In the wake of "Hellmouth," everything has changed. Xander is dead. Willow has left town. A second slayer, Kendra, has made Sunnydale her home. Everyone is trying to adjust to the new normal. Bereft of her best friends, Buffy is trying to start a new friendship with former Watcher-in-training Robin Wood...
She's also having to share Giles and training time with Kendra, and the fit is somewhat awkward.
Her mother's overprotectiveness isn't making it any easier.
Buffy isn't the only one having a hard time, though. Giles and Jenny's relationship is on the rocks, too!
With all this change afoot - not to mention Sunnydale being vulnerable to even more evil than ever thanks to the events of "Hellmouth," it's a wonder Buffy can function at all! Good thing Robin's there to give her a shoulder to lean on...
The last few months have been rough on both Buffy and Buffy. No sooner did this reimagined world of Sunnydale’s favorite slayer get rebooted for the 21st century, than the title’s main character was abruptly yanked away from the pages of her own book for seven issues and thrust into a hastily-planned crossover with Angel, creating huge issues of focus for this title – or rather, lack thereof. It might not have been such a bad thing, had the title itself been around longer and been allowed to develop and flourish a bit. But that wasn’t the case, and Buffy was suddenly about the supporting characters, not the star. Not exactly a strong way to start a series with a fiercely devoted fan following who are more than a bit overprotective and perhaps a bit jaded about the notion of a reboot.
With all that in mind, I’m happy to report that writer Jordie Bellaire seems to be moving swiftly to get this book back on track with this issue. The focus is 100% Buffy, and as if to hammer that point home, the first page is a nine-grid character study by new series artist Julian Lopez (not to be confused with former series artist/current cover artist David Lopez) that is, essentially, a character study for the artist but also a firm reminder of who this series is about:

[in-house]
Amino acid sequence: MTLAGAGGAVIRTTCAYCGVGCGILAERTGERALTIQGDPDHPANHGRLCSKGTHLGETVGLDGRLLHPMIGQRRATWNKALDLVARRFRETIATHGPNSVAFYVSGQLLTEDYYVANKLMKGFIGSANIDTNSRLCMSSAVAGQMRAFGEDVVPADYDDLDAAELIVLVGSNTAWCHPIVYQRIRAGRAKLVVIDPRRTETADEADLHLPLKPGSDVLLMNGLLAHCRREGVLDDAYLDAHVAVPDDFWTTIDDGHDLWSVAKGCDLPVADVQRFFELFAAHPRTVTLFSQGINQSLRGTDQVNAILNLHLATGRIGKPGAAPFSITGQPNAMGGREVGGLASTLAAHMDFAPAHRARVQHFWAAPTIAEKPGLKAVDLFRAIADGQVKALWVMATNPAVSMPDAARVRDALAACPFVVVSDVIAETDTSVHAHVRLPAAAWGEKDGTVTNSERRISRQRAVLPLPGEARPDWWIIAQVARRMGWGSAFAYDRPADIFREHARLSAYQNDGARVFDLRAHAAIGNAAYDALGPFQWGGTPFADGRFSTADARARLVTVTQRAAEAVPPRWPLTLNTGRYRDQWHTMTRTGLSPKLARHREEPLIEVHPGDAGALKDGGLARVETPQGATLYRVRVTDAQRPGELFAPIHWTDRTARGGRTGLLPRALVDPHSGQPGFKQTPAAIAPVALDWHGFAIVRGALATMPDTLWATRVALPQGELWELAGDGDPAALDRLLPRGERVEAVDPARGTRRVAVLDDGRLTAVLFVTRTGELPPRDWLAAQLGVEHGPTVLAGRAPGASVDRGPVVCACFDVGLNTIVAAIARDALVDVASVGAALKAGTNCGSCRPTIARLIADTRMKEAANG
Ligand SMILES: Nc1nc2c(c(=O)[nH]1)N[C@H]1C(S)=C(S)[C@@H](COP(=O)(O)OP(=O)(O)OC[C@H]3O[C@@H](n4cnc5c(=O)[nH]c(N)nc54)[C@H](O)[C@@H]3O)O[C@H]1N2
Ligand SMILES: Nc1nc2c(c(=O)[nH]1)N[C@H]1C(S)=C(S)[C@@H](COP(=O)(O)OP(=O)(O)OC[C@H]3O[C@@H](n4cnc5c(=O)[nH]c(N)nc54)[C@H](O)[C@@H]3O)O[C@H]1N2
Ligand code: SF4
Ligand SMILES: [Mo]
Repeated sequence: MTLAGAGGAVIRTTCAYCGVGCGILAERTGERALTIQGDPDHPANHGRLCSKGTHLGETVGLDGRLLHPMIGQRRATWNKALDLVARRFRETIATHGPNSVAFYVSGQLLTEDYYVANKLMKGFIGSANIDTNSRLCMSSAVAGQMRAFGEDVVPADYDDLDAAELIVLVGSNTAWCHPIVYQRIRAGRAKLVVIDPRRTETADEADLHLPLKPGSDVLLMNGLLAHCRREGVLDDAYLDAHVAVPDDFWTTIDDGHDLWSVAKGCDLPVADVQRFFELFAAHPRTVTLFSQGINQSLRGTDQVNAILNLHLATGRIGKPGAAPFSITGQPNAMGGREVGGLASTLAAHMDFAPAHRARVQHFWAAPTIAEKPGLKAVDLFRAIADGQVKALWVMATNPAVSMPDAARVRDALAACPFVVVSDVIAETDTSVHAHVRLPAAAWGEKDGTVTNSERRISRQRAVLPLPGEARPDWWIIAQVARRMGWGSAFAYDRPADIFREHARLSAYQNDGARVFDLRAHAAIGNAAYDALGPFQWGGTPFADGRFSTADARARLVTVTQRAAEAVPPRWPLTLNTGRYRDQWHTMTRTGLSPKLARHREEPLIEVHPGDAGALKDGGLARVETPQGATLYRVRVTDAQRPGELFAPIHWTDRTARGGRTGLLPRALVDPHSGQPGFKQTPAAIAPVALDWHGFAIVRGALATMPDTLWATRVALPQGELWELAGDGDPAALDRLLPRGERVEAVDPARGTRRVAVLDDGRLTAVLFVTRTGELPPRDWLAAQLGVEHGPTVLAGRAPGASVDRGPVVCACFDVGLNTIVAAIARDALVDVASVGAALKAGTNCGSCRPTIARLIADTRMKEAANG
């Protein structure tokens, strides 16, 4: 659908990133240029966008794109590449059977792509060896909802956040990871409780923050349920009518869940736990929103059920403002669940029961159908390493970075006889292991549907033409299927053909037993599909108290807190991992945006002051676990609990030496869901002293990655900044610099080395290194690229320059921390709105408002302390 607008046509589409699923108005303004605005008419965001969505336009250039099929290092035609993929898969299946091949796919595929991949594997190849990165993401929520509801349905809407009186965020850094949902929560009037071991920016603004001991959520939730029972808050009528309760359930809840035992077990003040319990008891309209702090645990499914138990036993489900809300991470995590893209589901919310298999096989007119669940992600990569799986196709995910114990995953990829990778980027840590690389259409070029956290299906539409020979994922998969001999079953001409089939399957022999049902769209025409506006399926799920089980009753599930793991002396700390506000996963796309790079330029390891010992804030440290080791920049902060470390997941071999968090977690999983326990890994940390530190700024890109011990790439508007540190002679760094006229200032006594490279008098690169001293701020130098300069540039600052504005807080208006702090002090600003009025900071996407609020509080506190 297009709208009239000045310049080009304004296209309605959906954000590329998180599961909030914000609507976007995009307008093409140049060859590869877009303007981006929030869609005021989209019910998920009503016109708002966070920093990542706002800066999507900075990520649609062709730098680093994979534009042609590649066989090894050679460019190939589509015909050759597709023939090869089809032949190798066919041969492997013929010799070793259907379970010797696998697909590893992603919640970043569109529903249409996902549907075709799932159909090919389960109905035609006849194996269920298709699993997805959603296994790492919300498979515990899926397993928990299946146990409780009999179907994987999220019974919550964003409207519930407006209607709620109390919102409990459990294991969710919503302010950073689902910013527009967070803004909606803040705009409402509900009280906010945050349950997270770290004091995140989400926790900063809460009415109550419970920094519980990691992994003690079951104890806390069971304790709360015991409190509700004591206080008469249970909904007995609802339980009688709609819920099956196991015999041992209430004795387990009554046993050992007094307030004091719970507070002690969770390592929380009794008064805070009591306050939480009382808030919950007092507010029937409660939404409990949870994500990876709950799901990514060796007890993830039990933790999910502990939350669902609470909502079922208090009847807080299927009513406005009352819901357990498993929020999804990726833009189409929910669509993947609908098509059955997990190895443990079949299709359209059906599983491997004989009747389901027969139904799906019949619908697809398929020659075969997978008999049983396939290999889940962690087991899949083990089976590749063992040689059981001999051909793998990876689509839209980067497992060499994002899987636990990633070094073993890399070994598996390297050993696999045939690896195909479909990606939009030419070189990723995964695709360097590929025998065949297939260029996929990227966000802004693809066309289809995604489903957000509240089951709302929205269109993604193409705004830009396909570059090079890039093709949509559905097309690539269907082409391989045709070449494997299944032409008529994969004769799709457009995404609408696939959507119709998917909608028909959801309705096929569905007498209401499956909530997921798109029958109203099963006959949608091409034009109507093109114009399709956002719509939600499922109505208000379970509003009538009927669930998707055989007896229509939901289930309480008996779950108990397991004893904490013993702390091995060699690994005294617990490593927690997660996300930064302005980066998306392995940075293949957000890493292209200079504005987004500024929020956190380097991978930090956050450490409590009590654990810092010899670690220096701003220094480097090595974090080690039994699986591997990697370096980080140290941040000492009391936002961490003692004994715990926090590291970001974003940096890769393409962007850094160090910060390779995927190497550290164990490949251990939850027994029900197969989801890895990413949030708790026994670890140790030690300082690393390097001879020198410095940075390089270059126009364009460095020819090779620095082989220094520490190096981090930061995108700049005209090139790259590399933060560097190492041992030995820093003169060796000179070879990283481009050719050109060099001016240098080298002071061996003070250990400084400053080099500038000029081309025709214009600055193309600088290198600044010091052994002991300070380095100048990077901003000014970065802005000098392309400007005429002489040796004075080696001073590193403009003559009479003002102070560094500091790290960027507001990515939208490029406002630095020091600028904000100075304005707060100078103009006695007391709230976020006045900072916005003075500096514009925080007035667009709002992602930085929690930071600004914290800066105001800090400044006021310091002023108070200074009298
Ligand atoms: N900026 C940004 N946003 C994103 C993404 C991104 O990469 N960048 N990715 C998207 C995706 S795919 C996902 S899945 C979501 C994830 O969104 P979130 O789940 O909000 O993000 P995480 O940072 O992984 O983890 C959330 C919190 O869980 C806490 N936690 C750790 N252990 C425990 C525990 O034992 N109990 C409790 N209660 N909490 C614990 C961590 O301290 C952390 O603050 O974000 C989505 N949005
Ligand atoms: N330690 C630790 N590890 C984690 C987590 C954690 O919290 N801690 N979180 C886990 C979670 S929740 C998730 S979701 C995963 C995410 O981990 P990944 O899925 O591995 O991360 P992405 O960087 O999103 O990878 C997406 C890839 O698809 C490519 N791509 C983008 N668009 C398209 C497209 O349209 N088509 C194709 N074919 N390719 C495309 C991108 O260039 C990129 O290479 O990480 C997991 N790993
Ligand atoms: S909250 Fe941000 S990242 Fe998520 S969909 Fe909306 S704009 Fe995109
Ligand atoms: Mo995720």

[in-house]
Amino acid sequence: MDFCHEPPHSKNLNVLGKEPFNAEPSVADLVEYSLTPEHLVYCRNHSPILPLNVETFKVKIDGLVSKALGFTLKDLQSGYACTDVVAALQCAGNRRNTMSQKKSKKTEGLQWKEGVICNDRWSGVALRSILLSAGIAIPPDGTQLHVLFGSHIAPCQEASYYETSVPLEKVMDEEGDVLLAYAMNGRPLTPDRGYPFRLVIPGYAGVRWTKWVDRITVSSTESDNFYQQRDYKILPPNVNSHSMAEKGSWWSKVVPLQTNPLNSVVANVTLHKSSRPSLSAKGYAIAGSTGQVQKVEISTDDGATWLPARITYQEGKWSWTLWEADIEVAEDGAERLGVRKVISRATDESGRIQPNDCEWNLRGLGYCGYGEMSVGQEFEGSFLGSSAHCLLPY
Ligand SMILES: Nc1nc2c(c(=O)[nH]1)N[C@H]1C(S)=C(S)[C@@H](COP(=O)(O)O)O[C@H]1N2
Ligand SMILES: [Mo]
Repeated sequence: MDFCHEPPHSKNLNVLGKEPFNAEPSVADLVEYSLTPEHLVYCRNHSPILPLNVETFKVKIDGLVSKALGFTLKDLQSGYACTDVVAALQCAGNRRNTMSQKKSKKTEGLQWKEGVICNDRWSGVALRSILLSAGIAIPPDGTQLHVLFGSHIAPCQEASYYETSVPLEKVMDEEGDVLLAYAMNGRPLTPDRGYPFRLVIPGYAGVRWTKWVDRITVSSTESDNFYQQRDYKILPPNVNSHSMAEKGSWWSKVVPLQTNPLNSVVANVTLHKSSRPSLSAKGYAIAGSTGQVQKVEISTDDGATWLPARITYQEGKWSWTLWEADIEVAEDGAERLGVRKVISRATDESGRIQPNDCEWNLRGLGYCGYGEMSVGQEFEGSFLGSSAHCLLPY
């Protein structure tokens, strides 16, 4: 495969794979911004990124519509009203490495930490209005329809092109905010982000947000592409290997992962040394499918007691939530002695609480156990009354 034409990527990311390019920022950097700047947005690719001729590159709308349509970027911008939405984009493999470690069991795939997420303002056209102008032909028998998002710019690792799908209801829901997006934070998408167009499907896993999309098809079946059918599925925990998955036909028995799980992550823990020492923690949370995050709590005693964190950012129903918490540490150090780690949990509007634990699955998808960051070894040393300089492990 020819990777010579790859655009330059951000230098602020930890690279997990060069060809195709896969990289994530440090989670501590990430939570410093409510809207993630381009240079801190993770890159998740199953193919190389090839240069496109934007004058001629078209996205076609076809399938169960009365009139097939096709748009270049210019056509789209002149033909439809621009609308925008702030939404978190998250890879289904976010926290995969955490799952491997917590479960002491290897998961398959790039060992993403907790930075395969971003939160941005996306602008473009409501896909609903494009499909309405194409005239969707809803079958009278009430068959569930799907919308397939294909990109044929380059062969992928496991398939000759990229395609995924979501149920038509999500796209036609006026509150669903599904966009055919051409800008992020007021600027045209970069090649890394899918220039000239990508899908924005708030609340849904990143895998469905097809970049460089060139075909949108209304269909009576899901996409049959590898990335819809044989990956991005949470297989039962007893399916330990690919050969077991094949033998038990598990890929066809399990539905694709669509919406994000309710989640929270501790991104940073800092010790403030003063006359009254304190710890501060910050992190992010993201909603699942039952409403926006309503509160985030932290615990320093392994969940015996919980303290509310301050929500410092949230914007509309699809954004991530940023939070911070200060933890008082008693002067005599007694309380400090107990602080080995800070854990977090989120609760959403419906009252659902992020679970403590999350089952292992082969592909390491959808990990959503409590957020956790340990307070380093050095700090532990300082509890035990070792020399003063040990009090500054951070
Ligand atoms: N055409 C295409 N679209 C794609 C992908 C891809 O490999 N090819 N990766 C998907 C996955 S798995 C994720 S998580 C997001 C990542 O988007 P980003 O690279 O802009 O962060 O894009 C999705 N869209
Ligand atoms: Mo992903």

Before seguing more deeply into the story, though: THAT looks like Sarah Michelle Gellar. Kudos to Boom for hiring an artist who draws the characters to look like who they’re supposed to look like in Julian Lopez. That’s not meant as a knock to previous artist David Lopez, but his loose, cartoony style wasn’t conductive to translating these characters very well. (Key example: It’s telling that at the end of issue eleven, I had no idea if I was looking at Buffy or Anya.) That sort of thing isn’t just frustrating as a reader, but it’s distracting, too. (On the counterbalance, David Lopez’ cover for this issue is simply amazing.)
Moving on, if Bellaire’s mission statement was to upend the slayer’s world with this reboot, then mission accomplished. Without the familiar supports of Willow and Xander at her side, it’s up to newer and/or reimagined characters Robin Wood, Rose, and Kendra to fill the void left by the now-non-existent Scooby Gang. Bellaire does a good job of making them likeable and interesting. Robin, especially, has an interesting slant as a former Watcher-in-training who just happens to be ripe boyfriend material. Rose’s dynamic with Buffy is a little more fraught, since she’s Willow’s ex, but I’m glad she’s being given space to breathe and flourish as a character in her own right rather than as an appendage to Willow.
In a lot of ways, not a lot happens in Buffy #14. But that’s by design. This issue is all about the characters, and Buffy in particular. It’s about getting back to basics, refocusing, and just giving everyone time to adjust to the new status quo post-“Hellmouth.” And that’s great, because some focus is exactly what this title has been lacking for over half its run now. Welcome back, Buffy. You’ve been missed.
Buffy the Vampire Slayer #14 is a quiet, character-driven issue that lets everyone settle into the new status quo. With gorgeous art, this issue is a great jumping-on - or jumping back on - point for new and lapsed reader alike.
Buffy the Vampire Slayer #14: Moving On
- Writing - 9/109/10
- Storyline - 8.5/108.5/10
- Art - 8/108/10
- Color - 8/108/10
- Cover Art - 10/1010/10
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